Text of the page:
in the body. Most cases of progressive cognitive disturbance in this age group are caused by psychiatric
illness, alcohol or other drugs, or metabolic disturbance. However, certain genetic disorders can cause
true neurodegenerative dementia at this age. These include familial Alzheimer's
disease, SCA17 (dominant inheritance); adrenoleukodystrophy (X-linked); Gaucher's disease type
3, metachromatic leukodystrophy, Niemann-Pick disease type C, pantothenate kinase-associated
neurodegeneration, Tay-Sachs disease and Wilson's disease (all recessive). Wilson's disease is
particularly important since cognition can improve with treatment.
At all ages, a substantial proportion of patients who complain of memory difficulty or other cognitive
symptoms have depression rather than a neurodegenerative disease. Vitamin deficiencies and chronic
infections may also occur at any age; they usually cause other symptoms before dementia occurs, but
occasionally mimic degenerative dementia. These include deficiencies of vitamin B
, folate or niacin, and
infective causes including cryptococcal meningitis, HIV, Lyme disease, progressive multifocal
leukoencephalopathy, subacute sclerosing panencephalitis, syphilis andWhipple's disease.
Rapidly progressive dementia 
Creutzfeldt-Jakob disease typically causes a dementia that worsens over weeks to months, being caused
by prions. The common causes of slowly progressive dementia also sometimes present with rapid
progression: Alzheimer's disease, dementia with Lewy bodies, frontotemporal lobar
degeneration (including corticobasal degeneration and progressive supranuclear palsy).
On the other hand, encephalopathy or delirium may develop relatively slowly and resemble dementia.
Possible causes include brain infection (viral encephalitis, subacute sclerosing panencephalitis, Whipple's
disease) or inflammation (limbic encephalitis, Hashimoto's encephalopathy, cerebral vasculitis); tumors
such as lymphoma or glioma; drug toxicity (e.g. anticonvulsantdrugs); metabolic causes such as liver
failure or kidney failure; and chronic subdural hematoma.
As a feature of other conditions 
There are many other medical and neurological conditions in which dementia only occurs late in the
illness. For example, a proportion of patients with Parkinson's disease develop dementia, though widely
varying figures are quoted for this proportion.
When dementia occurs in Parkinson's disease,
the underlying cause may be dementia with Lewy bodies or Alzheimer's disease, or both.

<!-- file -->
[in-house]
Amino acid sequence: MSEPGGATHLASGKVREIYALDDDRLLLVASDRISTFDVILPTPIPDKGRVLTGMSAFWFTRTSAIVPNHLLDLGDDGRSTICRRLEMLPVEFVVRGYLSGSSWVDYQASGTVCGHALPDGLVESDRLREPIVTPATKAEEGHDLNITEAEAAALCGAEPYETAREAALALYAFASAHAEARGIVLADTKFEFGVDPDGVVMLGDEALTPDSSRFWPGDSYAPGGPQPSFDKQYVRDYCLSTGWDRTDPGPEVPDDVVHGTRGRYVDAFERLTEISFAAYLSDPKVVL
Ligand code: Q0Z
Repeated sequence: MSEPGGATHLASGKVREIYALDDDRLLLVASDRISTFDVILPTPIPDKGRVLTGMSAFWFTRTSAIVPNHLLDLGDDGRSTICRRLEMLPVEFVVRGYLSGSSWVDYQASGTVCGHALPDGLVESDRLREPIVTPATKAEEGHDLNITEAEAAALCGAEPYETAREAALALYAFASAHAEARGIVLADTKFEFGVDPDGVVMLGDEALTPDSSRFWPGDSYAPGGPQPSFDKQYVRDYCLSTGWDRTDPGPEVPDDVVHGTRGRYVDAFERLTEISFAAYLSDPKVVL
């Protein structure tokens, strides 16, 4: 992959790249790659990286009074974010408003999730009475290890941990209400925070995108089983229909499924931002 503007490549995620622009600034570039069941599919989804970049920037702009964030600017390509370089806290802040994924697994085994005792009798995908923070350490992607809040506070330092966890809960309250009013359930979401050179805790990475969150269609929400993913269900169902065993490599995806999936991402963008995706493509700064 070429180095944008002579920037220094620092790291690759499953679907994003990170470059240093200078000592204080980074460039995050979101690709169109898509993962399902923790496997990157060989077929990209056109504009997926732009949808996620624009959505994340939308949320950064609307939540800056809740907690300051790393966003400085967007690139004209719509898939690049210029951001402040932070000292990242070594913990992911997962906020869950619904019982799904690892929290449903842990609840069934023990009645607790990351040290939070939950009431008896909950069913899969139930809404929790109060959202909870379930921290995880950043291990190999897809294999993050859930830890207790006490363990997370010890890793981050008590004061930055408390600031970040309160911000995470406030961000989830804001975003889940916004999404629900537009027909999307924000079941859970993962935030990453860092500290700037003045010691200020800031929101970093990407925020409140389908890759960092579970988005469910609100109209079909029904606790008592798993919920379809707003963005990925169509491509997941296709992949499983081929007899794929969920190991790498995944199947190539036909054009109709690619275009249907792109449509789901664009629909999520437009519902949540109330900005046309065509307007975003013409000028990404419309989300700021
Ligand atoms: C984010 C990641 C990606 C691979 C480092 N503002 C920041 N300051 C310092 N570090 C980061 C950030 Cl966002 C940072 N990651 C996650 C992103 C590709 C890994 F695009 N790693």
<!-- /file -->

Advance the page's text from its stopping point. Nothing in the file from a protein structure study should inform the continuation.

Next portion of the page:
impairment also occurs in the Parkinson-plus syndromes of progressive supranuclear
palsy and corticobasal degeneration (and the same underlying pathology may cause the clinical
syndromes of frontotemporal lobar degeneration). Chronic inflammatory conditions of the brain may affect
cognition in the long term, including Behçet's disease, multiple sclerosis, sarcoidosis, Sjögren's
syndrome and systemic lupus erythematosus. Although the acute porphyrias may cause episodes of
confusion and psychiatric disturbance, dementia is a rare feature of these rare diseases.
Aside from those mentioned above, inherited conditions that can cause dementia (alongside other
Fatal familial insomnia
Fragile X-associated tremor/ataxia syndrome
Glutaric aciduria type 1
Maple syrup urine disease
Niemann Pick disease type C
Neuronal ceroid lipofuscinosis
Urea cycle disorders
Sanfilippo syndrome type B
Spinocerebellar ataxia type 2
There are many specific types and causes of dementia, often showing slightly different symptoms.
However, the symptom overlap is such that usually it is impossible to diagnose the type of dementia by
symptomatology alone. Diagnosis may be aided by brain scanning techniques. In some cases certainty
cannot be attained except with brain biopsy during life, or at autopsy in death. Proper differential
diagnosis between the types of dementia (cortical and subcortical) requires referral to a specialist.
Normally, symptoms must be present for at least six months to support a diagnosis.
dysfunction of shorter duration is called delirium. Delirium can be easily confused with dementia due to
similar symptoms. Delirium is characterized by a sudden onset, fluctuating course, a short duration (often
lasting from hours to weeks), and is primarily related to a somatic (or medical) disturbance. In
comparison, dementia has typically an insidious onset (except in the cases of a stroke or trauma), slow
decline of mental functioning, as well as a longer duration (from months to years).
Some mental illnesses, including depression and psychosis, may produce symptoms that must be
differentiated from both delirium and dementia.
Cognitive testing 
There exist some brief tests (5–15
minutes) that have reasonable reliability
to screen cognitive status. While many
tests have been
presently the mini mental
state examination (MMSE) is the best
studied and most commonly used, albeit
some may emerge as better alternatives.
Other examples include the abbreviated mental test score (AMTS), the, Modified Mini-Mental State
theCognitive Abilities Screening Instrument (CASI),
the Trail-making test,
the clock drawing test.
Another approach to screening for dementia is to ask an informant (relative or other supporter) to fill out a
questionnaire about the person's everyday cognitive functioning. Informant questionnaires provide
complementary information to brief cognitive tests. Probably the best known questionnaire of this sort is
the Informant Questionnaire on Cognitive Decline in the Elderly (IQCODE).